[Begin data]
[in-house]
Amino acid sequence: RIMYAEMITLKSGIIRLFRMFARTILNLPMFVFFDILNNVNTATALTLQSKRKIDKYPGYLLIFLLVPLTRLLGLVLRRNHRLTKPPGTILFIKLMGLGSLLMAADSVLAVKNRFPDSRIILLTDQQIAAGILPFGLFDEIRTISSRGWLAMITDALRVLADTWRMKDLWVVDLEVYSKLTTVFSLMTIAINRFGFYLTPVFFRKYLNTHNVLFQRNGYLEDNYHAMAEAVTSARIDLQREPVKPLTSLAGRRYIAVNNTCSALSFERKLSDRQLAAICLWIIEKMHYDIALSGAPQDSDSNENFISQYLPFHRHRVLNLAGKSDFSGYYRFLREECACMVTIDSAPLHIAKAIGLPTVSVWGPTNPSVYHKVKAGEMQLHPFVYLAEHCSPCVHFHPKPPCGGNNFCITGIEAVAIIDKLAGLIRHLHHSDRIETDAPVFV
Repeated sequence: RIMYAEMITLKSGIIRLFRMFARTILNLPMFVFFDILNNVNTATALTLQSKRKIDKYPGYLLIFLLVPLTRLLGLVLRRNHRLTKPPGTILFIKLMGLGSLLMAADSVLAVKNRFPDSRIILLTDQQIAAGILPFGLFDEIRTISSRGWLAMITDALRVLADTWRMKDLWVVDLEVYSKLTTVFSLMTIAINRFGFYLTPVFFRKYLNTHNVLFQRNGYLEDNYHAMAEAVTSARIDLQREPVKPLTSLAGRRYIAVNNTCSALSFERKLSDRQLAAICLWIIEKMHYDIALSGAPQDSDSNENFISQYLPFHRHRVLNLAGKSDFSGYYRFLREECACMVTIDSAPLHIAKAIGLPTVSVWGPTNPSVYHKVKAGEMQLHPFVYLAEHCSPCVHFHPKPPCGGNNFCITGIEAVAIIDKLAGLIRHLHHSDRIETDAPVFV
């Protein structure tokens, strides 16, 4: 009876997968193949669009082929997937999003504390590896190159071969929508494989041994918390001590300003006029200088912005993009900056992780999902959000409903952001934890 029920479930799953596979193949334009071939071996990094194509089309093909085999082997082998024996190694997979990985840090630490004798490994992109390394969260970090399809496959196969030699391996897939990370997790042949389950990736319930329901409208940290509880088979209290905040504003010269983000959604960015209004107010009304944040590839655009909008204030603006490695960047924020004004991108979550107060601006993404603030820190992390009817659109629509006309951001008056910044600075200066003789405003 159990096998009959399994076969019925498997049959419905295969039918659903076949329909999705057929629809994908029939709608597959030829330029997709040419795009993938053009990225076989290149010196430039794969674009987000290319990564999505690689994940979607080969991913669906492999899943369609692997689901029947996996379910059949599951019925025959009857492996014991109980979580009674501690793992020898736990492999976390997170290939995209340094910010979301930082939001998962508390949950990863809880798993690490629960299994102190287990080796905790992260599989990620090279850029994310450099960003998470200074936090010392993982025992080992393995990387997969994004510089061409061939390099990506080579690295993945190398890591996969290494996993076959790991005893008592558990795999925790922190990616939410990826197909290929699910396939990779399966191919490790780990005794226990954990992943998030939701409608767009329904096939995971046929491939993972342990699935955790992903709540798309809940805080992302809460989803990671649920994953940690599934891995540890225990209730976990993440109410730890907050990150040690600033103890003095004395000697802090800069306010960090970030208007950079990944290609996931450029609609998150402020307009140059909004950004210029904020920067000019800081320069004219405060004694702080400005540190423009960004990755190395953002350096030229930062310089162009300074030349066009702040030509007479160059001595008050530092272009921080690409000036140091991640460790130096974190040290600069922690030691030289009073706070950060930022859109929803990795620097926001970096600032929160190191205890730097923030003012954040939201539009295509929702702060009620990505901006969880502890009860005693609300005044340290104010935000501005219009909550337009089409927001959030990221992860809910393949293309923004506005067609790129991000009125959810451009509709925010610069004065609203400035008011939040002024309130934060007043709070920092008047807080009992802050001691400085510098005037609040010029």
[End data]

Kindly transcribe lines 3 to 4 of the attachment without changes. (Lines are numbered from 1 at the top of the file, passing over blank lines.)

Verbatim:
Repeated sequence: RIMYAEMITLKSGIIRLFRMFARTILNLPMFVFFDILNNVNTATALTLQSKRKIDKYPGYLLIFLLVPLTRLLGLVLRRNHRLTKPPGTILFIKLMGLGSLLMAADSVLAVKNRFPDSRIILLTDQQIAAGILPFGLFDEIRTISSRGWLAMITDALRVLADTWRMKDLWVVDLEVYSKLTTVFSLMTIAINRFGFYLTPVFFRKYLNTHNVLFQRNGYLEDNYHAMAEAVTSARIDLQREPVKPLTSLAGRRYIAVNNTCSALSFERKLSDRQLAAICLWIIEKMHYDIALSGAPQDSDSNENFISQYLPFHRHRVLNLAGKSDFSGYYRFLREECACMVTIDSAPLHIAKAIGLPTVSVWGPTNPSVYHKVKAGEMQLHPFVYLAEHCSPCVHFHPKPPCGGNNFCITGIEAVAIIDKLAGLIRHLHHSDRIETDAPVFV
């Protein structure tokens, strides 16, 4: 009876997968193949669009082929997937999003504390590896190159071969929508494989041994918390001590300003006029200088912005993009900056992780999902959000409903952001934890 029920479930799953596979193949334009071939071996990094194509089309093909085999082997082998024996190694997979990985840090630490004798490994992109390394969260970090399809496959196969030699391996897939990370997790042949389950990736319930329901409208940290509880088979209290905040504003010269983000959604960015209004107010009304944040590839655009909008204030603006490695960047924020004004991108979550107060601006993404603030820190992390009817659109629509006309951001008056910044600075200066003789405003 159990096998009959399994076969019925498997049959419905295969039918659903076949329909999705057929629809994908029939709608597959030829330029997709040419795009993938053009990225076989290149010196430039794969674009987000290319990564999505690689994940979607080969991913669906492999899943369609692997689901029947996996379910059949599951019925025959009857492996014991109980979580009674501690793992020898736990492999976390997170290939995209340094910010979301930082939001998962508390949950990863809880798993690490629960299994102190287990080796905790992260599989990620090279850029994310450099960003998470200074936090010392993982025992080992393995990387997969994004510089061409061939390099990506080579690295993945190398890591996969290494996993076959790991005893008592558990795999925790922190990616939410990826197909290929699910396939990779399966191919490790780990005794226990954990992943998030939701409608767009329904096939995971046929491939993972342990699935955790992903709540798309809940805080992302809460989803990671649920994953940690599934891995540890225990209730976990993440109410730890907050990150040690600033103890003095004395000697802090800069306010960090970030208007950079990944290609996931450029609609998150402020307009140059909004950004210029904020920067000019800081320069004219405060004694702080400005540190423009960004990755190395953002350096030229930062310089162009300074030349066009702040030509007479160059001595008050530092272009921080690409000036140091991640460790130096974190040290600069922690030691030289009073706070950060930022859109929803990795620097926001970096600032929160190191205890730097923030003012954040939201539009295509929702702060009620990505901006969880502890009860005693609300005044340290104010935000501005219009909550337009089409927001959030990221992860809910393949293309923004506005067609790129991000009125959810451009509709925010610069004065609203400035008011939040002024309130934060007043709070920092008047807080009992802050001691400085510098005037609040010029």